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5 of 5 people found the following review helpful
5.0 out of 5 stars Wonderful book and series, 23 May 2010
Steven R. McEvoy "MCWPP" (Canada) - See all my reviews
I will start off by saying that I absolutely love this series. When I read book one, 100 Cupboards, I thought it was an excellent story and that it could be the beginning of a great series. When I read book 2, Dandelion Fire, I thought it was an incredible story, Tolkienesk even, and yet it left we wanting more of Henry's story. Book 3, The Chestnut King, blew away all my previous expectations. Very few authors in my opinion are worthy of being compared to C.S. Lewis, J.R.R. Tolkien or Madeleine L'Engle, and yet as I read this book I could not help but find myself comparing the author's style, and the substance of his writings to these three giants in literature.

This story continues the adventures of Henry York Maccabee, a young boy about to turn 13, raised near Boston on our earth. While visiting family in Kansas he discovers 100 magic doors hidden in a wall. He also finds out that he is not from earth and that the person he thought was his Grandfather had brought him through one of the doors when he was young. He has released an ancient evil Nimiane from Endor, and she devours all life. She is hunting Henry and wants to capture him before he comes into his power. He has been touched by her blood and its scar on his face is expanding. It is a bond between them. Henry's Father and Uncle are off searching for the dark witch when calamity befalls the family. They are taken by soldiers from a southern kingdom. The dark witch is trying to draw Mordecai, Henry's father, and Henry into a trap.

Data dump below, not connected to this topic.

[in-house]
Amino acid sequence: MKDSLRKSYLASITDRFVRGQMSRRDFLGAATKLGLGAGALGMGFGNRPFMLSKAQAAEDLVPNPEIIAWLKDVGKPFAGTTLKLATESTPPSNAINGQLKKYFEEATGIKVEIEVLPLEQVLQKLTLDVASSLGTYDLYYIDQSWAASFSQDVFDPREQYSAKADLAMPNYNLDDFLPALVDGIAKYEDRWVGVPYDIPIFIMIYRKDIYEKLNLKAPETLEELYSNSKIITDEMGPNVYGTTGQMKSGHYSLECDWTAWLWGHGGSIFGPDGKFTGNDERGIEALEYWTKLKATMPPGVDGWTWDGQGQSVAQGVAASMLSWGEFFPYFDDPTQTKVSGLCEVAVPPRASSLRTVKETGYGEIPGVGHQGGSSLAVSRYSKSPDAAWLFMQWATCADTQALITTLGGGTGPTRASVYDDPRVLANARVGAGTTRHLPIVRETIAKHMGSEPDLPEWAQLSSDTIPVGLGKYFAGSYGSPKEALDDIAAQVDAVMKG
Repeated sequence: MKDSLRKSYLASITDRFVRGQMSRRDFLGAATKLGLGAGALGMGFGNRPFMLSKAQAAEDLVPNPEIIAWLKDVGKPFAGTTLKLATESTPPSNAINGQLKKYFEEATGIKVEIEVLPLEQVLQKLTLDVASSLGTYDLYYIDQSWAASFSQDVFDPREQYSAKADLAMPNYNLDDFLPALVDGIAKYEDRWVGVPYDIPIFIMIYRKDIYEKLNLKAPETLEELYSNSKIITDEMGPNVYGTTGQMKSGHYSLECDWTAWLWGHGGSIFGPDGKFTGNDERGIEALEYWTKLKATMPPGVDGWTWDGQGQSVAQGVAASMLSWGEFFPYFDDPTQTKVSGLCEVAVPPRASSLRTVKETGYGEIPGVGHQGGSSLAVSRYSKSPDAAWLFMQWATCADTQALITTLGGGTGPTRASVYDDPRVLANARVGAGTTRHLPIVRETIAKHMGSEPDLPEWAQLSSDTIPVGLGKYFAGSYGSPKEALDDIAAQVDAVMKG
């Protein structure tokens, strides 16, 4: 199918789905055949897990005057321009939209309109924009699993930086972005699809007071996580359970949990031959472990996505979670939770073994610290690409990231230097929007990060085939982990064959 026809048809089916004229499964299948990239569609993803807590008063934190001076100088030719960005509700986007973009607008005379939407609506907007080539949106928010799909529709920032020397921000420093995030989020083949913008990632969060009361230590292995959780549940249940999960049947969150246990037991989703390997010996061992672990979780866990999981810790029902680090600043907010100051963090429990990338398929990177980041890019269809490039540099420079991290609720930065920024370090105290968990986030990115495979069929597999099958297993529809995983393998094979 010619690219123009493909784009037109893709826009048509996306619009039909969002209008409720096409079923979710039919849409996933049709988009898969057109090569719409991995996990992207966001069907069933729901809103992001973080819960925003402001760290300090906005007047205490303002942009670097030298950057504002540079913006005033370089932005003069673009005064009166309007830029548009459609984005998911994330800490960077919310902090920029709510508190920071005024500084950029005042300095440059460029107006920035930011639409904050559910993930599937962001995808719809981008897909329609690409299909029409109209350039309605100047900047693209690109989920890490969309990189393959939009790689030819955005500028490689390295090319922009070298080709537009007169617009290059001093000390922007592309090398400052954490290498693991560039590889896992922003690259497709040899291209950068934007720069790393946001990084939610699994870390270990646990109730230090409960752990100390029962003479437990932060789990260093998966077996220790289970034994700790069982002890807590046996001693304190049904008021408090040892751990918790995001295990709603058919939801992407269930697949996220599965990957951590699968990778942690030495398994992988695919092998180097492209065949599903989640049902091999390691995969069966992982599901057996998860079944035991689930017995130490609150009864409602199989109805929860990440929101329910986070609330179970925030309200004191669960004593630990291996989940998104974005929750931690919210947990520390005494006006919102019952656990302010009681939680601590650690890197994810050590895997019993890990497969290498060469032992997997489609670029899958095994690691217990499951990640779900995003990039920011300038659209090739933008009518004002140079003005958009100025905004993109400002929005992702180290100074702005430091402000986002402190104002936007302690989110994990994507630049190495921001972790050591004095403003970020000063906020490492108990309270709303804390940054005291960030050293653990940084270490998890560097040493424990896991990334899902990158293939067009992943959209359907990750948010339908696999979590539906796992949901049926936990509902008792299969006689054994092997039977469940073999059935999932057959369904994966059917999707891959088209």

This specific story, and the whole trilogy, is told as a series of narratives telling different people's parts of the story. It reminds me of The Lord of The Rings Trilogy, which is told in 6 books each telling a part of the tale and going back and forth. This story does the same thing. Told from Henry's vantage point, his cousin Henrietta's, his father's and at times even the witch's, the story switches back and forth from different vantage points and most times there are gaps in the story. Some get filled in by others, some are left for you to fill in. Yet it works together as a cohesive whole. At nearly 500 pages this third volume is the longest and also the best written. The story is compelling and highly addictive. I read it in 3 sittings, not wanting to put it down either of the times I did, but life intruded upon my desired reading time.

This is an excellent book by an author who is coming into his own. The story arc across the three novels proceeds well, and this particular volume is excellent. I look forward to future offerings from N.D. Wilson for if they are as good as this one, they will be greatly entertaining.

(First Published in Imprint 2010-05-21.)
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The Chestnut King (100 Cupboards (Paperback))
The Chestnut King (100 Cupboards (Paperback)) by N D Wilson (Paperback - 8 Feb 2011)
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